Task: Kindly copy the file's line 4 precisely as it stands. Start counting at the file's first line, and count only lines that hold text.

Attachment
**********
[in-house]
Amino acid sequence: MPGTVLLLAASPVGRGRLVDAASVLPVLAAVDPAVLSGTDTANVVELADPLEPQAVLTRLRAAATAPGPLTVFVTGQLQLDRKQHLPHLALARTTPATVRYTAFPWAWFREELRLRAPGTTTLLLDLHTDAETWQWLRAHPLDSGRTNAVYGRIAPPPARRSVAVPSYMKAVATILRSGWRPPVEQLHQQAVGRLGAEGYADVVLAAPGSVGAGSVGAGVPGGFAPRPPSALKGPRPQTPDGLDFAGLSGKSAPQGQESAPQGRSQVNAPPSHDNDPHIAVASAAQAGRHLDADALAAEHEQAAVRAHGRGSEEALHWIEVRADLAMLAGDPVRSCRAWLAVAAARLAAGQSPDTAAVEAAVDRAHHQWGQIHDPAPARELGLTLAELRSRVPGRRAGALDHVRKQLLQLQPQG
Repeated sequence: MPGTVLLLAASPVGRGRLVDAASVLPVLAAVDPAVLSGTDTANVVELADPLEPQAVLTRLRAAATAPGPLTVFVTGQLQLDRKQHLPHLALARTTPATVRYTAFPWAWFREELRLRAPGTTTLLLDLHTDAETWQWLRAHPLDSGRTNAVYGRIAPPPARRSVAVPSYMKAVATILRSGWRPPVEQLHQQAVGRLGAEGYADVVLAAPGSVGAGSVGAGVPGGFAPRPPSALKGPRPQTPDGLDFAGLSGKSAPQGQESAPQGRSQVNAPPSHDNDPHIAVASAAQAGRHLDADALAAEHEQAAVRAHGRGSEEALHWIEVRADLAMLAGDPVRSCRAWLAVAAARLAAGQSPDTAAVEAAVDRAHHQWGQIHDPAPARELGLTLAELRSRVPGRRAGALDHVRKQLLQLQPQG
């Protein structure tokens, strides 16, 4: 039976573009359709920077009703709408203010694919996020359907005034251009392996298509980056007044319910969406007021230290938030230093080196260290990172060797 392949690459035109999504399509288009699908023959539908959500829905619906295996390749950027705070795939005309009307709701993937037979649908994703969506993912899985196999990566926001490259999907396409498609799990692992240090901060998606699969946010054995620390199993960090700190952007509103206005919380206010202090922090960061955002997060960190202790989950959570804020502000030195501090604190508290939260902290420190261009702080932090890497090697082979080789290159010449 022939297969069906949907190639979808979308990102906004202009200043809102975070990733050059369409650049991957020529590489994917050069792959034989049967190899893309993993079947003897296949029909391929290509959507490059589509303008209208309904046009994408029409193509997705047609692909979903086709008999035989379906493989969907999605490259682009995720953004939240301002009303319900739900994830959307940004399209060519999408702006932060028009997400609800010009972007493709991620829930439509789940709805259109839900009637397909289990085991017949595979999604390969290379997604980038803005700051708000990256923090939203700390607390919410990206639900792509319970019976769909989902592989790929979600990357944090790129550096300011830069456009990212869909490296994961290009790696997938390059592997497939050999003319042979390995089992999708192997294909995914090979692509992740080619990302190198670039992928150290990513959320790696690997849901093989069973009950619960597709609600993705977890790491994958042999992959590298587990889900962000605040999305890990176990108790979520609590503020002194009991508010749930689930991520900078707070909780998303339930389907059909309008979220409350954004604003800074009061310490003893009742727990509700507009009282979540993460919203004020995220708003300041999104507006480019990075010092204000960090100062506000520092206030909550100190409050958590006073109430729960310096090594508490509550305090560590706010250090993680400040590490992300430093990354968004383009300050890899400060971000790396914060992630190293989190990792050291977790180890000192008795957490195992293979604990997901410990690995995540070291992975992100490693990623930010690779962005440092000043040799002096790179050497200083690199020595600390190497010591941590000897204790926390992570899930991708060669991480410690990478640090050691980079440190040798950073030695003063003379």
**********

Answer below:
């Protein structure tokens, strides 16, 4: 039976573009359709920077009703709408203010694919996020359907005034251009392996298509980056007044319910969406007021230290938030230093080196260290990172060797 392949690459035109999504399509288009699908023959539908959500829905619906295996390749950027705070795939005309009307709701993937037979649908994703969506993912899985196999990566926001490259999907396409498609799990692992240090901060998606699969946010054995620390199993960090700190952007509103206005919380206010202090922090960061955002997060960190202790989950959570804020502000030195501090604190508290939260902290420190261009702080932090890497090697082979080789290159010449 022939297969069906949907190639979808979308990102906004202009200043809102975070990733050059369409650049991957020529590489994917050069792959034989049967190899893309993993079947003897296949029909391929290509959507490059589509303008209208309904046009994408029409193509997705047609692909979903086709008999035989379906493989969907999605490259682009995720953004939240301002009303319900739900994830959307940004399209060519999408702006932060028009997400609800010009972007493709991620829930439509789940709805259109839900009637397909289990085991017949595979999604390969290379997604980038803005700051708000990256923090939203700390607390919410990206639900792509319970019976769909989902592989790929979600990357944090790129550096300011830069456009990212869909490296994961290009790696997938390059592997497939050999003319042979390995089992999708192997294909995914090979692509992740080619990302190198670039992928150290990513959320790696690997849901093989069973009950619960597709609600993705977890790491994958042999992959590298587990889900962000605040999305890990176990108790979520609590503020002194009991508010749930689930991520900078707070909780998303339930389907059909309008979220409350954004604003800074009061310490003893009742727990509700507009009282979540993460919203004020995220708003300041999104507006480019990075010092204000960090100062506000520092206030909550100190409050958590006073109430729960310096090594508490509550305090560590706010250090993680400040590490992300430093990354968004383009300050890899400060971000790396914060992630190293989190990792050291977790180890000192008795957490195992293979604990997901410990690995995540070291992975992100490693990623930010690779962005440092000043040799002096790179050497200083690199020595600390190497010591941590000897204790926390992570899930991708060669991480410690990478640090050691980079440190040798950073030695003063003379």